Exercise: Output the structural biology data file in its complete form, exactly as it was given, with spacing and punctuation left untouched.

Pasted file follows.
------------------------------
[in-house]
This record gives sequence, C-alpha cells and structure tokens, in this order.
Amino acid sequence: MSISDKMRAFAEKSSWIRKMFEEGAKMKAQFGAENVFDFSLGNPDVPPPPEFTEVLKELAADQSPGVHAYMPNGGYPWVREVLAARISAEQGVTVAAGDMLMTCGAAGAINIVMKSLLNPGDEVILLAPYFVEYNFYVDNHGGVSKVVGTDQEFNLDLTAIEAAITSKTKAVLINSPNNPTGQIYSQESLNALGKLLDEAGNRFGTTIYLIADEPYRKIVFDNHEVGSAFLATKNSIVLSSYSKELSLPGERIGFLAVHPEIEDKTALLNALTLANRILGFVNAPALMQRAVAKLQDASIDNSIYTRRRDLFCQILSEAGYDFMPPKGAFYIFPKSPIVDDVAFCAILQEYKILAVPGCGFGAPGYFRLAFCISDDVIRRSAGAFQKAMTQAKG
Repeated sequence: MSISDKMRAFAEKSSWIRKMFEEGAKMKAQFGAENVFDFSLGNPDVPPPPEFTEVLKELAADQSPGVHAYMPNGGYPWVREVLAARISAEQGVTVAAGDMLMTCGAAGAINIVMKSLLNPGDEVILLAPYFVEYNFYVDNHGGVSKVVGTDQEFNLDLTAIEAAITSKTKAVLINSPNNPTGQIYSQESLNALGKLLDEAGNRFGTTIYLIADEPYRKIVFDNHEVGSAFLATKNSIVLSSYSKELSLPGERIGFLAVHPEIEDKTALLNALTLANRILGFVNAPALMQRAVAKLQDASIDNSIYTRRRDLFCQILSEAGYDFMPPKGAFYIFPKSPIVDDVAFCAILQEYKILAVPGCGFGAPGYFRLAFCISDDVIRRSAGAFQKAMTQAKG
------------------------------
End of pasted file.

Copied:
[in-house]
This record gives sequence, C-alpha cells and structure tokens, in this order.
Amino acid sequence: MSISDKMRAFAEKSSWIRKMFEEGAKMKAQFGAENVFDFSLGNPDVPPPPEFTEVLKELAADQSPGVHAYMPNGGYPWVREVLAARISAEQGVTVAAGDMLMTCGAAGAINIVMKSLLNPGDEVILLAPYFVEYNFYVDNHGGVSKVVGTDQEFNLDLTAIEAAITSKTKAVLINSPNNPTGQIYSQESLNALGKLLDEAGNRFGTTIYLIADEPYRKIVFDNHEVGSAFLATKNSIVLSSYSKELSLPGERIGFLAVHPEIEDKTALLNALTLANRILGFVNAPALMQRAVAKLQDASIDNSIYTRRRDLFCQILSEAGYDFMPPKGAFYIFPKSPIVDDVAFCAILQEYKILAVPGCGFGAPGYFRLAFCISDDVIRRSAGAFQKAMTQAKG
Repeated sequence: MSISDKMRAFAEKSSWIRKMFEEGAKMKAQFGAENVFDFSLGNPDVPPPPEFTEVLKELAADQSPGVHAYMPNGGYPWVREVLAARISAEQGVTVAAGDMLMTCGAAGAINIVMKSLLNPGDEVILLAPYFVEYNFYVDNHGGVSKVVGTDQEFNLDLTAIEAAITSKTKAVLINSPNNPTGQIYSQESLNALGKLLDEAGNRFGTTIYLIADEPYRKIVFDNHEVGSAFLATKNSIVLSSYSKELSLPGERIGFLAVHPEIEDKTALLNALTLANRILGFVNAPALMQRAVAKLQDASIDNSIYTRRRDLFCQILSEAGYDFMPPKGAFYIFPKSPIVDDVAFCAILQEYKILAVPGCGFGAPGYFRLAFCISDDVIRRSAGAFQKAMTQAKG